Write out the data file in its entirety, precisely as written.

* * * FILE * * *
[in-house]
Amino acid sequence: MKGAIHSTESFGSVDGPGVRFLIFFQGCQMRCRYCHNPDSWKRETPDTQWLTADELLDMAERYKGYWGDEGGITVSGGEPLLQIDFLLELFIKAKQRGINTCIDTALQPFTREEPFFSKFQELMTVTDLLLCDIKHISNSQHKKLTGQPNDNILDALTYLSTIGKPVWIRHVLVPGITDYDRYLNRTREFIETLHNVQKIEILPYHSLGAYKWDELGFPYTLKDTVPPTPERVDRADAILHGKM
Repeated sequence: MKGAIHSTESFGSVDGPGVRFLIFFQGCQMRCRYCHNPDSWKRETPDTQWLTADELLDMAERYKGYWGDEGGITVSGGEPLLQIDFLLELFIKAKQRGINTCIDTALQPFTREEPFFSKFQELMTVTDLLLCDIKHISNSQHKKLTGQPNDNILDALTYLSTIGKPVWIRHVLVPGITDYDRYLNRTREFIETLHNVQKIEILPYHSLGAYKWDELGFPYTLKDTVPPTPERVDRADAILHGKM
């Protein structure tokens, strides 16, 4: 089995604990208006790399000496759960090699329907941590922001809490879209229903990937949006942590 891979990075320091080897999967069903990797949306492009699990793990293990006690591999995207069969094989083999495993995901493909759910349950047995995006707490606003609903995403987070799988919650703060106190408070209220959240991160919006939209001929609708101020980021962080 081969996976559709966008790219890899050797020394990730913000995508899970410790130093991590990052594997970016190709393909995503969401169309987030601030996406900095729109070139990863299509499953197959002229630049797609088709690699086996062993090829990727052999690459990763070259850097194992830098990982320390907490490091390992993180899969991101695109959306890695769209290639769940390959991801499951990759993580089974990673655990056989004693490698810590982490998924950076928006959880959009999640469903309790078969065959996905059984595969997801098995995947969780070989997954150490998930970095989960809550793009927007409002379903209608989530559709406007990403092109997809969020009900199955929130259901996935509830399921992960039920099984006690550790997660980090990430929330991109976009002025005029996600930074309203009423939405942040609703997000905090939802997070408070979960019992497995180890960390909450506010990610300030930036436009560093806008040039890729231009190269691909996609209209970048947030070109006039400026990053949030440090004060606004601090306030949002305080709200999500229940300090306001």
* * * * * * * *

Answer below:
[in-house]
Amino acid sequence: MKGAIHSTESFGSVDGPGVRFLIFFQGCQMRCRYCHNPDSWKRETPDTQWLTADELLDMAERYKGYWGDEGGITVSGGEPLLQIDFLLELFIKAKQRGINTCIDTALQPFTREEPFFSKFQELMTVTDLLLCDIKHISNSQHKKLTGQPNDNILDALTYLSTIGKPVWIRHVLVPGITDYDRYLNRTREFIETLHNVQKIEILPYHSLGAYKWDELGFPYTLKDTVPPTPERVDRADAILHGKM
Repeated sequence: MKGAIHSTESFGSVDGPGVRFLIFFQGCQMRCRYCHNPDSWKRETPDTQWLTADELLDMAERYKGYWGDEGGITVSGGEPLLQIDFLLELFIKAKQRGINTCIDTALQPFTREEPFFSKFQELMTVTDLLLCDIKHISNSQHKKLTGQPNDNILDALTYLSTIGKPVWIRHVLVPGITDYDRYLNRTREFIETLHNVQKIEILPYHSLGAYKWDELGFPYTLKDTVPPTPERVDRADAILHGKM
């Protein structure tokens, strides 16, 4: 089995604990208006790399000496759960090699329907941590922001809490879209229903990937949006942590 891979990075320091080897999967069903990797949306492009699990793990293990006690591999995207069969094989083999495993995901493909759910349950047995995006707490606003609903995403987070799988919650703060106190408070209220959240991160919006939209001929609708101020980021962080 081969996976559709966008790219890899050797020394990730913000995508899970410790130093991590990052594997970016190709393909995503969401169309987030601030996406900095729109070139990863299509499953197959002229630049797609088709690699086996062993090829990727052999690459990763070259850097194992830098990982320390907490490091390992993180899969991101695109959306890695769209290639769940390959991801499951990759993580089974990673655990056989004693490698810590982490998924950076928006959880959009999640469903309790078969065959996905059984595969997801098995995947969780070989997954150490998930970095989960809550793009927007409002379903209608989530559709406007990403092109997809969020009900199955929130259901996935509830399921992960039920099984006690550790997660980090990430929330991109976009002025005029996600930074309203009423939405942040609703997000905090939802997070408070979960019992497995180890960390909450506010990610300030930036436009560093806008040039890729231009190269691909996609209209970048947030070109006039400026990053949030440090004060606004601090306030949002305080709200999500229940300090306001």